C4: People need to learn to clean up after their done with work.

    Pr1: I was waiting for the spoilsports to appear.

    Hi2: British politicians considered King George VI’s stutter a positive because it decreased his chance of saying stupid stuff unlike his older brother. Edward VII’s marriage provided a very convenient excuse for British politicians who did not exactly trust him.

    US3: It was a mistake. Uber originally wanted to boil rather than poach the scientists. They will try to cook them better next time.

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  5. Pr3: I said this over there, but those aren’t deepities, and I’m disappointed that someone as smart as Jason would read something so lazily. Those are sentences from the third and fourth paragraphs of a lecture. They (and the rest of the sentences in those paragraphs) are basically laying out the direction the lecture will take, and mean very little without the rest of the lecture, which lays out the meaning of everything in those two sentences, and more.

    Worse, just a few sentences before the first quote, he writes:

    We would be advised, therefore, above all to pay heed to the way, and not to fix our attention on isolated sentences and topics.

    .

    Not only has he taken the sentences out of context, even after their author asks that we not do so, he’s taken sentences describing what the lecture is to discuss, and acted as though they are the whole of the discussion. It’s cheap and lazy.

    I say this as someone who has been influenced by that lecture, even though it’s one of the most explicit statements of his conservatism, or his suspicion of modernism, but also as someone who knows this sort of lack of effort is beneath Jason.

    /rant

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  6. Ho1: This is not the first time I’ve seen that argument made either – someone used it as a reply to Piketty. If its true its good news in terms of solving it. The problem with taxing capital is that its very mobile – if one country tries to tax it, it just flees to a lower-taxing jurisdiction. Furthermore even if you can nail capital down, taxing it is distortionary – people will move their money from capital to consumption if taxes rise too much. This is the reason capital gains are typically taxed at a lower rate than labour income.

    But land is highly immobile – it can’t flee jurisdictions nor can it be converted into other goods which makes it a prime candidate for taxation.

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  7. Ho1:
    There was a recent paper on this topic by Matt Rognlie, a grad student, that made a pretty big splash. Aside from debunking the “profits are eating up all the productivity gains” narrative, the quirk in the story is that the paper is basically an elaboration on a comment he wrote at Marginal Revolution.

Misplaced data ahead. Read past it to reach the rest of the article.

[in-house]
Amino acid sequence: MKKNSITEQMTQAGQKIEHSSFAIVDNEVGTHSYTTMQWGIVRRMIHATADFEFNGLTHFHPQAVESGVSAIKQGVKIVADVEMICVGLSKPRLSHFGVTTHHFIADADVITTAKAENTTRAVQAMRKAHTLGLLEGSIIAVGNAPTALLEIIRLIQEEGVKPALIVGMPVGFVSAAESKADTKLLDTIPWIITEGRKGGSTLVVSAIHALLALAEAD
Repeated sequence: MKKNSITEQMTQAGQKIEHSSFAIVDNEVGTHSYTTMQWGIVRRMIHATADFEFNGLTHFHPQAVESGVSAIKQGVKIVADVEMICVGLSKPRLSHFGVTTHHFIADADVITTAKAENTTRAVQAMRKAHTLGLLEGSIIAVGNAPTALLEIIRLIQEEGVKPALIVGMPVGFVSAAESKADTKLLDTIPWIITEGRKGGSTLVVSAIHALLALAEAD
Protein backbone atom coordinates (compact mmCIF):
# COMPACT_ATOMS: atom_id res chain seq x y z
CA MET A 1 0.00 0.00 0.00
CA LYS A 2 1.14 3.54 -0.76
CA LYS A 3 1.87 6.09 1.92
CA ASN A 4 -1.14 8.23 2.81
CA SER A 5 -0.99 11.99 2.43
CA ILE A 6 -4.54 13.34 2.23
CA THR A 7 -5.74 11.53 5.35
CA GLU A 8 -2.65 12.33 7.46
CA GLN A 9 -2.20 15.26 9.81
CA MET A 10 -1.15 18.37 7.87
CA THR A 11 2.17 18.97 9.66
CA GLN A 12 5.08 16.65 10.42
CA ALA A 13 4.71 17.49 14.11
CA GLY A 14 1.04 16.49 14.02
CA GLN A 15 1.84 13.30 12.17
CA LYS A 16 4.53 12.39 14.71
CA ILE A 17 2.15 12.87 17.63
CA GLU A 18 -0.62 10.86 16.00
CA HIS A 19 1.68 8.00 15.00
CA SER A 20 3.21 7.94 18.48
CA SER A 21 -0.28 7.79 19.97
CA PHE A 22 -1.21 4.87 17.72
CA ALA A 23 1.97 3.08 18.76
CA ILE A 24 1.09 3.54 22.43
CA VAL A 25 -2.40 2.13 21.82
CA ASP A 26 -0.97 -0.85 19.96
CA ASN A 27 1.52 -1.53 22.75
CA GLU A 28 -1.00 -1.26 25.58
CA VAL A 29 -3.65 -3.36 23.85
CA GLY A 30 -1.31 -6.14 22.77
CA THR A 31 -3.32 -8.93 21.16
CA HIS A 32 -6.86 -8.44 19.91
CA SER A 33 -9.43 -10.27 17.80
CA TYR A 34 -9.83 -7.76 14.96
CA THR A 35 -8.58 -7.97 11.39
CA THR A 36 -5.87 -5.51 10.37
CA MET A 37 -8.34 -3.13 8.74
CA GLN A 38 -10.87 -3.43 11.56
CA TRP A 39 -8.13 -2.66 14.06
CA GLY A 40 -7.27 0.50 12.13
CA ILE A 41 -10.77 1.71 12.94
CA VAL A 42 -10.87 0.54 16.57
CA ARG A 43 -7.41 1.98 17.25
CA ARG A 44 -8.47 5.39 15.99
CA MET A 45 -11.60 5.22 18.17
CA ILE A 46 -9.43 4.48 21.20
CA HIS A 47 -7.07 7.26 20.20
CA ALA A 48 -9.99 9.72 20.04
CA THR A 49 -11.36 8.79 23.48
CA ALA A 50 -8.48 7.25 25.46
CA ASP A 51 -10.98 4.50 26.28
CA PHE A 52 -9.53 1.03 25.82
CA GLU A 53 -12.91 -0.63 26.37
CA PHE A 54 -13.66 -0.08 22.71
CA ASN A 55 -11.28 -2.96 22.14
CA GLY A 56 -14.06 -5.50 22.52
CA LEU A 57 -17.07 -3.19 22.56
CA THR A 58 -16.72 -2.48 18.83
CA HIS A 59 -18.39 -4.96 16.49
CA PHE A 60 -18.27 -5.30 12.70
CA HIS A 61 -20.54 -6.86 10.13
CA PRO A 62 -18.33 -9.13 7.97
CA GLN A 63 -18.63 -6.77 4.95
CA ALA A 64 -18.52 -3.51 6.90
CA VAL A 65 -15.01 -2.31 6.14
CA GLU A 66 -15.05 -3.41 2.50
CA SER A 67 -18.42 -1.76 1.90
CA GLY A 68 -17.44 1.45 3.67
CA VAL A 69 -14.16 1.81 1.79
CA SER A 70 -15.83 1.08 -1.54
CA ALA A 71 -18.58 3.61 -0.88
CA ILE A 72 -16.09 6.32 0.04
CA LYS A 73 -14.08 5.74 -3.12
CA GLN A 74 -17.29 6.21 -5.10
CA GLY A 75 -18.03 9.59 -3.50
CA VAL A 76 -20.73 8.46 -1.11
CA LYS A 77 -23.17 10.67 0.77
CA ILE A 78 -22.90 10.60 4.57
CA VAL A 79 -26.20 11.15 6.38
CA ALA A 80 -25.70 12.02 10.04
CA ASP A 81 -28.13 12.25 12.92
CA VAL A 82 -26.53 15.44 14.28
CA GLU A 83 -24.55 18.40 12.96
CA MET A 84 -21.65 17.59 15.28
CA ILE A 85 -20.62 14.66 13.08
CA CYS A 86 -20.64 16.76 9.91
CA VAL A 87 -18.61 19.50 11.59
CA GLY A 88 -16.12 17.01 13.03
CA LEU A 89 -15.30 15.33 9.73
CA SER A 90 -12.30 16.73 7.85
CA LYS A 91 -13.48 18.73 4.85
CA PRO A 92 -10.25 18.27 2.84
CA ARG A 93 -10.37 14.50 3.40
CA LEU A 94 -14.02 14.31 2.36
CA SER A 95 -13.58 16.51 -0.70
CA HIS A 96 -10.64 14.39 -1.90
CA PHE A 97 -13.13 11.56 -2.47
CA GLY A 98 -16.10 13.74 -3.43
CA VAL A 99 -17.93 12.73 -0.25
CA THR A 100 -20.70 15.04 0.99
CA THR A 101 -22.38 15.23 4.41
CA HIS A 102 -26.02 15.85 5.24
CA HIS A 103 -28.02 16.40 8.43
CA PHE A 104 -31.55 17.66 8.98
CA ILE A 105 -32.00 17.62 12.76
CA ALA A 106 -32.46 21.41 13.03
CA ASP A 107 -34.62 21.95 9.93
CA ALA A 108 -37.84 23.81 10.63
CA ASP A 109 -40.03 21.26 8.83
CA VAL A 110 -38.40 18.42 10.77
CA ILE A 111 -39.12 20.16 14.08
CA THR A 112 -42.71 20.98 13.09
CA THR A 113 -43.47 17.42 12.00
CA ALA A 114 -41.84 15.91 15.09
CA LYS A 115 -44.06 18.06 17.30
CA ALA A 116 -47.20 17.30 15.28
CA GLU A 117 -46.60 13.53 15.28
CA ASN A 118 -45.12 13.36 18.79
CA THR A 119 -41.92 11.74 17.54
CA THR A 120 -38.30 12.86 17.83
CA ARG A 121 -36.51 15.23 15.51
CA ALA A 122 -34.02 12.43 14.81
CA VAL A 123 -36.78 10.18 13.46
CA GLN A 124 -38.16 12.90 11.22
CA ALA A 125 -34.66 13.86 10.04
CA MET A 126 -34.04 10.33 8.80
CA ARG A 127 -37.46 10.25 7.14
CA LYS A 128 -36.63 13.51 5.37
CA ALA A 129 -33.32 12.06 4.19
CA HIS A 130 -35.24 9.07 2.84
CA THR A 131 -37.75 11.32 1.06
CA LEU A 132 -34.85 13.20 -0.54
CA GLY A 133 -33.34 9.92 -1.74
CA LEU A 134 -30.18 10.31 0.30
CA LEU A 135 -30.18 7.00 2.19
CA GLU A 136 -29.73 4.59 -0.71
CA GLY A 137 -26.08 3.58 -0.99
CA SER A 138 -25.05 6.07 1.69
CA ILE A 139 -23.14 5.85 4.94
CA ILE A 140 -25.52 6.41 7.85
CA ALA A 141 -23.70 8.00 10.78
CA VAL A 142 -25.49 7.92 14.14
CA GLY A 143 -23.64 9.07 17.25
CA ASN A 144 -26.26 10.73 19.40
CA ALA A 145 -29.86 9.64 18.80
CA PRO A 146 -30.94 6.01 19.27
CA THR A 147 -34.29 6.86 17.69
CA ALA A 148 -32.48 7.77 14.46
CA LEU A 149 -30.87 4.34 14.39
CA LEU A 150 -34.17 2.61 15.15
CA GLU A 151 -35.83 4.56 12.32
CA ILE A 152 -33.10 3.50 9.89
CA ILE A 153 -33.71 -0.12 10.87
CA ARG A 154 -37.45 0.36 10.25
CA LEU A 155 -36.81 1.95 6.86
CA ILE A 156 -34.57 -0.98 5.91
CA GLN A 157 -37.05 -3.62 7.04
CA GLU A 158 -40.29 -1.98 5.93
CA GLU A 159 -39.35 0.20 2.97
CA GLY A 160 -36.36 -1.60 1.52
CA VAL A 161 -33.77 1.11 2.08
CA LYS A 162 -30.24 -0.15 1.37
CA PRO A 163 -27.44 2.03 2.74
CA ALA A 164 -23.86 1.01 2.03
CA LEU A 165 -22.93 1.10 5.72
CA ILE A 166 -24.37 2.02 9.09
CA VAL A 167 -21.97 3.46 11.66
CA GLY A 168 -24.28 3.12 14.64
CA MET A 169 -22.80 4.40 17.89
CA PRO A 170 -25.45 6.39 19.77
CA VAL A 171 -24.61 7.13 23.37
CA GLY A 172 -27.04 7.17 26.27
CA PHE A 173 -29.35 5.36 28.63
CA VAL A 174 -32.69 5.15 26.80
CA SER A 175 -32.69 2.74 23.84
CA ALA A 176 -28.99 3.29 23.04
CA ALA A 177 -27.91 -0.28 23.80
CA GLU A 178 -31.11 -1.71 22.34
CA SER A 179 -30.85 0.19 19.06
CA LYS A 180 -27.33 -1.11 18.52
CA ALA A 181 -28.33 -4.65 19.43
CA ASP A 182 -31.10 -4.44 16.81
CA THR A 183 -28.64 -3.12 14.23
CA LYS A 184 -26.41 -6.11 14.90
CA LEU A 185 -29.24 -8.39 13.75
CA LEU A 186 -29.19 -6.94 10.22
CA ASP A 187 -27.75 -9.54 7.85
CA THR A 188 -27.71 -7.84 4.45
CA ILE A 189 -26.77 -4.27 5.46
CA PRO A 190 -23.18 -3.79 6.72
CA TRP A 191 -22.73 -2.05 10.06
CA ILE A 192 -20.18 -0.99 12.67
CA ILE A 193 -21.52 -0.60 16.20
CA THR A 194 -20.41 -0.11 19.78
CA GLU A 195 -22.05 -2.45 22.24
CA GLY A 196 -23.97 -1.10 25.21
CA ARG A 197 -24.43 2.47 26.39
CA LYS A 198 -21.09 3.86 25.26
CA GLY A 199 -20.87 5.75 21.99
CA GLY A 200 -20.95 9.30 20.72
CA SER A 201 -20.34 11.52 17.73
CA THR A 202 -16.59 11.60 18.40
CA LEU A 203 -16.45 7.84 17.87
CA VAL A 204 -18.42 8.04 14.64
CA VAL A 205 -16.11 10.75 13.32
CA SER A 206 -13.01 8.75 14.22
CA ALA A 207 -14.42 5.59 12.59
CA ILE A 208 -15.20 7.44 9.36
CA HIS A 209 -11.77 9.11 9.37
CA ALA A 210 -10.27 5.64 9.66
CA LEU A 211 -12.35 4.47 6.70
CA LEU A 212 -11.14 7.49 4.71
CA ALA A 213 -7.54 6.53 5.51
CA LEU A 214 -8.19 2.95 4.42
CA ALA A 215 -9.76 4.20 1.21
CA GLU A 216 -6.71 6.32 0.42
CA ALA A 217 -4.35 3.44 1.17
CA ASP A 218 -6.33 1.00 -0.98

It’s disappointing that so many people who ought to have known better just ran with the narrative without even bothering to check the data, which are readily available on the BEA’s NIPA site.

    Anyway, one thing that Yglesias doesn’t make clear is what “rental income” is. It’s not what you think. If you rent your home or office from a corporation, their profits on that are classified as corporate profits, not rental income. If you rent from an individual or non-corporate business, that is classified as rental income.

    Most “rental income,” though, is something called “imputed income,” which involves no payments at all. For national income / GDP accounting purposes, the BEA pretends that the owners of owner-occupied housing rent the housing to themselves at market rates, and treat that as income (minus depreciation, I assume).

    This is a clarification, not a rebuttal. Yglesias’s point is pretty much spot on.

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  8. Saul Degraw: IIRC the drug testing of most welfare recipients reveals a lack of drug use in the U.S.

    There was a piece over at SSC about how those tests were a total sham. The courts wouldn’t let them do urine testing, so the test was literally “Do you use drugs? Check yes or no.”

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      • This is actually a very profound point, and the general principle here is worth elaborating on: Basic knowledge of ballpark statistics on a variety of topics and the ability to do simple mental arithmetic on them will enable you to detect vast quantities of BS that would otherwise go over your head.

        In the spirit of Linky Friday, here’s a somewhat related post by Bryan Caplan.

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        • I think this is one of the most important skills that most people lack. My classic example is the Fox and Friends report that the LAPD was buying 10,000 jetpacks for $100,000 each. Skipping over the idea that a police force is buying jetpacks is ridiculous, nobody ran the numbers and asked if it was likely that even a large city police force was just going to cut a $1B check for random equipment? Or that the number 10,000 sounds pretty close to the size of a very large police force and would work out to about a jetpack per officer?